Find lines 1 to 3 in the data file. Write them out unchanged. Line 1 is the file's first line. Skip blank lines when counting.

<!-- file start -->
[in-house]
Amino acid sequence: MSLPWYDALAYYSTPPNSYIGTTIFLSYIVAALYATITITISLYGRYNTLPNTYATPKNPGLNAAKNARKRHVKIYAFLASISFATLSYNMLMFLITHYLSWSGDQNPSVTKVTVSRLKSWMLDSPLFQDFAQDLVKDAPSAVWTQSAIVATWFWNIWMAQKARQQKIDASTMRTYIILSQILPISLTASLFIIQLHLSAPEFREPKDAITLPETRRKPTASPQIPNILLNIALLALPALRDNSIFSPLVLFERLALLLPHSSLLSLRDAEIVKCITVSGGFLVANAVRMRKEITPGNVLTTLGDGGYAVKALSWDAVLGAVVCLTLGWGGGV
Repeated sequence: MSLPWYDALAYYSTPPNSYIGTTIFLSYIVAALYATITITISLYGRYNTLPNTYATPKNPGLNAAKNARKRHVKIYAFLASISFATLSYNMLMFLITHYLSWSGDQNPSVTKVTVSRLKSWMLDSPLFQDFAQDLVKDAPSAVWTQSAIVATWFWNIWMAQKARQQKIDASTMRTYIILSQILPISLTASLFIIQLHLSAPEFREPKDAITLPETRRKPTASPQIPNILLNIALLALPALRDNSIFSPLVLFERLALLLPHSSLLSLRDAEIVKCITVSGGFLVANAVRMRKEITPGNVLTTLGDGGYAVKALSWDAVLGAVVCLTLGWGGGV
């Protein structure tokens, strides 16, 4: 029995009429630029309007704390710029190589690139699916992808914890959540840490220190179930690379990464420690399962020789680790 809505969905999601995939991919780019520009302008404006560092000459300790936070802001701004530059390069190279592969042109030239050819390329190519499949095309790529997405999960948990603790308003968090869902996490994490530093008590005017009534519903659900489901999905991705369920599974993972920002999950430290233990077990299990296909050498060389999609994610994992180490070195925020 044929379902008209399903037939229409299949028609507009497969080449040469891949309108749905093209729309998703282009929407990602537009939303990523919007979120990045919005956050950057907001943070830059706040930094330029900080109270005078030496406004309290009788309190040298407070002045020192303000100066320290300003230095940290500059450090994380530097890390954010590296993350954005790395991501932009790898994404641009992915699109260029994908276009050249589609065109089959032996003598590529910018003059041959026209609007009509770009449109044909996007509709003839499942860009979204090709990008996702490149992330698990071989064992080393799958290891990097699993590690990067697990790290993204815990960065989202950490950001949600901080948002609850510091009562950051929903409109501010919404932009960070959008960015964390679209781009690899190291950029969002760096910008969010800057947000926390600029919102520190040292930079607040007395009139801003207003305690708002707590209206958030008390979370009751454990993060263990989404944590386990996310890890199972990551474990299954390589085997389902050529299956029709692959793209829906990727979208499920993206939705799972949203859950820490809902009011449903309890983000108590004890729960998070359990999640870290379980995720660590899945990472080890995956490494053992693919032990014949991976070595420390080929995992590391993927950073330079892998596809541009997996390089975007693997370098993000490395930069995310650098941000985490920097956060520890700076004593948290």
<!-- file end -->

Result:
[in-house]
Amino acid sequence: MSLPWYDALAYYSTPPNSYIGTTIFLSYIVAALYATITITISLYGRYNTLPNTYATPKNPGLNAAKNARKRHVKIYAFLASISFATLSYNMLMFLITHYLSWSGDQNPSVTKVTVSRLKSWMLDSPLFQDFAQDLVKDAPSAVWTQSAIVATWFWNIWMAQKARQQKIDASTMRTYIILSQILPISLTASLFIIQLHLSAPEFREPKDAITLPETRRKPTASPQIPNILLNIALLALPALRDNSIFSPLVLFERLALLLPHSSLLSLRDAEIVKCITVSGGFLVANAVRMRKEITPGNVLTTLGDGGYAVKALSWDAVLGAVVCLTLGWGGGV
Repeated sequence: MSLPWYDALAYYSTPPNSYIGTTIFLSYIVAALYATITITISLYGRYNTLPNTYATPKNPGLNAAKNARKRHVKIYAFLASISFATLSYNMLMFLITHYLSWSGDQNPSVTKVTVSRLKSWMLDSPLFQDFAQDLVKDAPSAVWTQSAIVATWFWNIWMAQKARQQKIDASTMRTYIILSQILPISLTASLFIIQLHLSAPEFREPKDAITLPETRRKPTASPQIPNILLNIALLALPALRDNSIFSPLVLFERLALLLPHSSLLSLRDAEIVKCITVSGGFLVANAVRMRKEITPGNVLTTLGDGGYAVKALSWDAVLGAVVCLTLGWGGGV